A federal judge struck down a Kentucky law requiring women seeking an abortion to first receive an ultrasound on Wednesday, ruling the law violated the First Amendment.
Under the law, known as House Bill 2, abortion providers must not only show an ultrasound to a pregnant woman, but also to describe the images to her and provide audio of the fetal heartbeat. Right after the law was passed in January, the American Civil Liberties Union sued Kentucky on behalf of EMW Women’s Surgical Center, Kentucky’s last remaining abortion clinic, arguing that violated doctors’ First Amendment rights by “compelling ideological speech.”
And Western District Judge David Hill agreed, pointing out that Kentucky’s interest in protecting women’s health can’t be served by a law that allows women to look away from the ultrasound, or to ask that the audio be turned down or off.
“As an initial matter, it is impossible to say that H.B. 2 is intended to better inform women considering an abortion when it also permits women to cover their eyes and ears in order to avoid receiving the information [Kentucky] intends for them to receive,” he wrote in his opinion. “Requiring physicians to force upon their patients the information mandated by H.B. 2 has more potential to harm the psychological well-being of the patient than to further the legitimate interests of [Kentucky].”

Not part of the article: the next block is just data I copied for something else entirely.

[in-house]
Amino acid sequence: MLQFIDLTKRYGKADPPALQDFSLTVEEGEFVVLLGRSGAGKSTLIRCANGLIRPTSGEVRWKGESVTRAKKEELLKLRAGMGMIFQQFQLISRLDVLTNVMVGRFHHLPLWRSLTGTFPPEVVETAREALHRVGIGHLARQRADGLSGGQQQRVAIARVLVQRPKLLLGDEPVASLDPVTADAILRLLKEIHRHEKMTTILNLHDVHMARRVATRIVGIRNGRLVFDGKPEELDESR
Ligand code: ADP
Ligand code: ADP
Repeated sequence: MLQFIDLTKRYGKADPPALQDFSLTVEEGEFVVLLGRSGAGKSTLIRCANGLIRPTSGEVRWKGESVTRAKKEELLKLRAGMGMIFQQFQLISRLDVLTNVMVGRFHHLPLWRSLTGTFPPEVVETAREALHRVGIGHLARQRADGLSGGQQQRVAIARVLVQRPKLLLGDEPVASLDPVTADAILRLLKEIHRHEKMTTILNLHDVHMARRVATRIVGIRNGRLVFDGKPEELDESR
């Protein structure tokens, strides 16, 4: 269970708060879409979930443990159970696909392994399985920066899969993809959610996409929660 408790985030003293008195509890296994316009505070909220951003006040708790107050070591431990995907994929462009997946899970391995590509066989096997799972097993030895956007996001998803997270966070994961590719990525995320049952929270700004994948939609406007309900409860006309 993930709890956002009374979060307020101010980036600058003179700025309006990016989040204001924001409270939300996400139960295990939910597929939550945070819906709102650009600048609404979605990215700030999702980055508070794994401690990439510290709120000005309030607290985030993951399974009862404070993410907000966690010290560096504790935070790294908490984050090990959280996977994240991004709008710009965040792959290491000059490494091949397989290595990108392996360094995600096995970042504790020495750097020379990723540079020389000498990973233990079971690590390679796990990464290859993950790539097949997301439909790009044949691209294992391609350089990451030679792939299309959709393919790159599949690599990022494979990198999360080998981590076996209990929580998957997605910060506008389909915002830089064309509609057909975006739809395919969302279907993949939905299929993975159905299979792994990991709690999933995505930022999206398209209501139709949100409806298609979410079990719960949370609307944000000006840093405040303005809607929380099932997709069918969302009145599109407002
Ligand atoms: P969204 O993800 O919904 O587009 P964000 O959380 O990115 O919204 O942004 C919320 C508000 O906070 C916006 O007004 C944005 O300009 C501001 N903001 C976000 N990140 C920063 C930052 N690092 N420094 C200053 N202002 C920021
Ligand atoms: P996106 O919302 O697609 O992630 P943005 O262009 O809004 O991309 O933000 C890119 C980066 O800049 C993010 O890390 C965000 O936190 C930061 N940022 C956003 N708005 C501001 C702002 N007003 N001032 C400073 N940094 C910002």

This isn’t the only lawsuit facing the Louisville-based EMW Women’s Surgical Center. Kentucky recently sought to shut the abortion clinic down, saying that its agreements with local hospitals and ambulance services were “deficient.” The abortion clinic had to sue the state in order to stay open.
A spokesperson for Kentucky’s Republican governor, Matt Bevin, told VICE News that Kentucky is working to ensure that “women have the proper life-saving procedures in place in the event of an emergency.” But Brigitte Amiri, an attorney with the American Civil Liberty Union’s Reproductive Freedom Project, had a different take: She called the state’s move “an attempt to ban abortion in Kentucky.”
A federal judge heard arguments in that case in early September, and has yet to issue a ruling.